The Roman church leader condemned the Russian president's religious defense of the unprovoked attack on Ukraine.
Italian Archbishop Bruno Forte on Sunday blasted Russian President Vladimir Putin for his military attack on Ukraine. The archbishop decried Putin's religious defense of his unprovoked attack on Ukraine, calling it a "sacrilegious act."
"Putin no longer manages to find arguments to excuse the disaster he has caused," Archbishop Forte argued in a conversation with the Italian daily "La Stampa," Breitbart reported. "His was a sacrilegious act, an instrumentalization of the gospel in an attempt to justify himself."
CBN News reported on Friday that Putin held a rally at the Luzhniki stadium, where he celebrated the eighth anniversary of Russia capturing Crimea from Ukraine. During the event, which was attended by 200,000 people, the Russian leader praised the Russian troops and paraphrased the Bible by saying, "We have not had unity like this for a long time. There is no greater love than giving up one's soul for one's friends."
The report said that Putin's quoting of the Bible and an 18th-century Russian admiral is just another of his tactics to use religious and history to get Russians behind him on his war against Ukraine, which has displaced almost three million people, causing a refugee crisis in Europe and an economic crisis in Russia and the rest of the world.
This did not sit well with Archbishop Forte, who argued that the Russian president's attempt to use the Bible as justification for his needless war actually "shows Putin's profound weakness since he cannot find any more arguments in support of his propaganda."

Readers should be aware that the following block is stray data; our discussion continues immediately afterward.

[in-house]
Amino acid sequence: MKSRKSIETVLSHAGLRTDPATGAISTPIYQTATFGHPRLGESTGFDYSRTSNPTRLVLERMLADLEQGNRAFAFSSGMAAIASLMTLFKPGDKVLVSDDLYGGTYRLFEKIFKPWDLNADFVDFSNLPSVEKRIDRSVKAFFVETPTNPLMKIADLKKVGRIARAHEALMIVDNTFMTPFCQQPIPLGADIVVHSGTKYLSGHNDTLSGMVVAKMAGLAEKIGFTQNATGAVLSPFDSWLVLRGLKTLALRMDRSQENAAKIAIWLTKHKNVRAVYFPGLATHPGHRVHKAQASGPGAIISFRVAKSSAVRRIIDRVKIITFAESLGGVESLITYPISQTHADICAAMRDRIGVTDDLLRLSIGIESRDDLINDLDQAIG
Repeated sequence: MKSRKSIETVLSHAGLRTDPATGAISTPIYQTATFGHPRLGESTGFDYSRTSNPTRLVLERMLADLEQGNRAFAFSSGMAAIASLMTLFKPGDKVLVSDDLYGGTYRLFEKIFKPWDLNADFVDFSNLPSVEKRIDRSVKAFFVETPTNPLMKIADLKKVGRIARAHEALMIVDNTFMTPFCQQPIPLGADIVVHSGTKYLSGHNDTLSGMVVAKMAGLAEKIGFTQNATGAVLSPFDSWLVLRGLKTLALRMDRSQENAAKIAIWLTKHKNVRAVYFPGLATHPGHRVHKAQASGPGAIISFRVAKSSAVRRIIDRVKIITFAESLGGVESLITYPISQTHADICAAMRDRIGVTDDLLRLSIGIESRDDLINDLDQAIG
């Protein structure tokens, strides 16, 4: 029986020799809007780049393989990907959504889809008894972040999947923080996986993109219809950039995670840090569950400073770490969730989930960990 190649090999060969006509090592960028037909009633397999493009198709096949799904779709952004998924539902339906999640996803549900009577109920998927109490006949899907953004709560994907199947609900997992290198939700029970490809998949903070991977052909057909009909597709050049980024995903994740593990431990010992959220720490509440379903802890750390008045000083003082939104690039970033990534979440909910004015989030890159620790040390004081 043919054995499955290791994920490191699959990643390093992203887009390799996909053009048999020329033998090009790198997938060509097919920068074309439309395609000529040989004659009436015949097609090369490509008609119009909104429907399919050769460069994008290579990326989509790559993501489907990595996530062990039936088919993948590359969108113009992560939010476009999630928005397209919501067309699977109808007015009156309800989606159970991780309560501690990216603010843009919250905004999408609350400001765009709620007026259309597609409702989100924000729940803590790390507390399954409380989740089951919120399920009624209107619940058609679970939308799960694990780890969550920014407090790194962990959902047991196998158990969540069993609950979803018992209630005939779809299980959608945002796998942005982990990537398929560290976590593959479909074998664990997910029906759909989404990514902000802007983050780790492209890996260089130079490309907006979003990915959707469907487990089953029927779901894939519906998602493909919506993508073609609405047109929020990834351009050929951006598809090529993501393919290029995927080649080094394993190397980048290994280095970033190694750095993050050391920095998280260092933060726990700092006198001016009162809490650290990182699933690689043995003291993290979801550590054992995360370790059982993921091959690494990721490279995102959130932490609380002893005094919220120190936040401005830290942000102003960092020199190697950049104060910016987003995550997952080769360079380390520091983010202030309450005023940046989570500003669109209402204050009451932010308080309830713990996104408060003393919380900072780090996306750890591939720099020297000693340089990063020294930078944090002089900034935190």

The Italian Archbishop argued further that the death of so so many "innocent victims," especially children, "cannot be legitimized with words from the gospel." He added that Putin " adds to the very grave guilt with which he is staining himself that of a true blasphemy: naming God to justify the evil done is the apex of immorality and madness."
Archbishop Forte further likened Putin's war as those that occurred "in eras of barbarous violence, in the darkest of the Middle Ages." He said that the unprovoked attack of Russian troops on Ukraine exemplified "the imperialistic logic of a leader who at all costs wants to subjugate others."
As Russia's invasion of Ukraine nears its 30-day mark, Russian leaders has demanded Ukrainian forces in the port city of Mariupol to surrender in exchange for safe passage outside town, Al Jazeera reported. Ukrainian leaders in Kyiv, however, rejected Moscow's demands.
Russian Colonel General Mikhail Mizintsev stated their demands on Sunday, saying that they would allow two humanitarian corridors heading east towards Russia and west to other parts of Ukraine and gave Mariupol until 5:00 a.m. local time to respond to their demands because a "terrible humanitarian catastrophe has developed," leaving many civilians without access to basic needs such as food and water.
Ukrainian Deputy Prime Minister Irina Vereshchuk, however, rejected Moscow's demands. She told the news outlet Ukrainska Pravda, There can be no question of any surrender, laying down of arms. We have already informed the Russian side about this. I wrote: 'Instead of wasting time on eight pages of letters, just open the corridor.'"
About 2,300 people have already died in Mariupol, a city which has been heavily assaulted by Russian troops since February 24. Vereshchuk confirmed that over 7,000 people were evacuated from Ukrainian cities through humanitarian corridors on Sunday, more than half of which have come from Mariupol.